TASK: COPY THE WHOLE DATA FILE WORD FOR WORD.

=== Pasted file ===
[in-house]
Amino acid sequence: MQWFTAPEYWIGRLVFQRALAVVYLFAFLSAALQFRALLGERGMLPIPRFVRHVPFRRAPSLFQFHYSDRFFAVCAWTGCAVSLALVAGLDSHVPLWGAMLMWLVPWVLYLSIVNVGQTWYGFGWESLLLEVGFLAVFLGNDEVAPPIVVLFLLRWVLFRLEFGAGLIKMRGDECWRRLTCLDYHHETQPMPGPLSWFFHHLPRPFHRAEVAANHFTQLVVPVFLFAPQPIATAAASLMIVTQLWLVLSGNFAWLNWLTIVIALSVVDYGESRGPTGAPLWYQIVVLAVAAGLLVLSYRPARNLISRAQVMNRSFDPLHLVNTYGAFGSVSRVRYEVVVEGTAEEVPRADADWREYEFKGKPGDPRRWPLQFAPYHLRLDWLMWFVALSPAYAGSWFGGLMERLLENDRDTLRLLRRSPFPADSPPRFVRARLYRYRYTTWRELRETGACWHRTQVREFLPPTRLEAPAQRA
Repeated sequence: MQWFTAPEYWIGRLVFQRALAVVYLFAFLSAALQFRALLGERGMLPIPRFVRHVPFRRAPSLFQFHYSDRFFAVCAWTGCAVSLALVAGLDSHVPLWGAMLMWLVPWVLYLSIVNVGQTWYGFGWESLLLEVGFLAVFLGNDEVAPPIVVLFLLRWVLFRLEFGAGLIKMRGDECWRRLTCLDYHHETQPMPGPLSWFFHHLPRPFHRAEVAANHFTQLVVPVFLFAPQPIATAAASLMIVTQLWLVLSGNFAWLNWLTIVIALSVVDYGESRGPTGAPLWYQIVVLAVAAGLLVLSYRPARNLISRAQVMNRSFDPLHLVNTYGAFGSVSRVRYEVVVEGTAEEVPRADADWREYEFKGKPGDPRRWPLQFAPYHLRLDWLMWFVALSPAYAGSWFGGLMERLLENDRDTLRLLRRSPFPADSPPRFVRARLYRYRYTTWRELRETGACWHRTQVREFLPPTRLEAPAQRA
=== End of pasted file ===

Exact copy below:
[in-house]
Amino acid sequence: MQWFTAPEYWIGRLVFQRALAVVYLFAFLSAALQFRALLGERGMLPIPRFVRHVPFRRAPSLFQFHYSDRFFAVCAWTGCAVSLALVAGLDSHVPLWGAMLMWLVPWVLYLSIVNVGQTWYGFGWESLLLEVGFLAVFLGNDEVAPPIVVLFLLRWVLFRLEFGAGLIKMRGDECWRRLTCLDYHHETQPMPGPLSWFFHHLPRPFHRAEVAANHFTQLVVPVFLFAPQPIATAAASLMIVTQLWLVLSGNFAWLNWLTIVIALSVVDYGESRGPTGAPLWYQIVVLAVAAGLLVLSYRPARNLISRAQVMNRSFDPLHLVNTYGAFGSVSRVRYEVVVEGTAEEVPRADADWREYEFKGKPGDPRRWPLQFAPYHLRLDWLMWFVALSPAYAGSWFGGLMERLLENDRDTLRLLRRSPFPADSPPRFVRARLYRYRYTTWRELRETGACWHRTQVREFLPPTRLEAPAQRA
Repeated sequence: MQWFTAPEYWIGRLVFQRALAVVYLFAFLSAALQFRALLGERGMLPIPRFVRHVPFRRAPSLFQFHYSDRFFAVCAWTGCAVSLALVAGLDSHVPLWGAMLMWLVPWVLYLSIVNVGQTWYGFGWESLLLEVGFLAVFLGNDEVAPPIVVLFLLRWVLFRLEFGAGLIKMRGDECWRRLTCLDYHHETQPMPGPLSWFFHHLPRPFHRAEVAANHFTQLVVPVFLFAPQPIATAAASLMIVTQLWLVLSGNFAWLNWLTIVIALSVVDYGESRGPTGAPLWYQIVVLAVAAGLLVLSYRPARNLISRAQVMNRSFDPLHLVNTYGAFGSVSRVRYEVVVEGTAEEVPRADADWREYEFKGKPGDPRRWPLQFAPYHLRLDWLMWFVALSPAYAGSWFGGLMERLLENDRDTLRLLRRSPFPADSPPRFVRARLYRYRYTTWRELRETGACWHRTQVREFLPPTRLEAPAQRA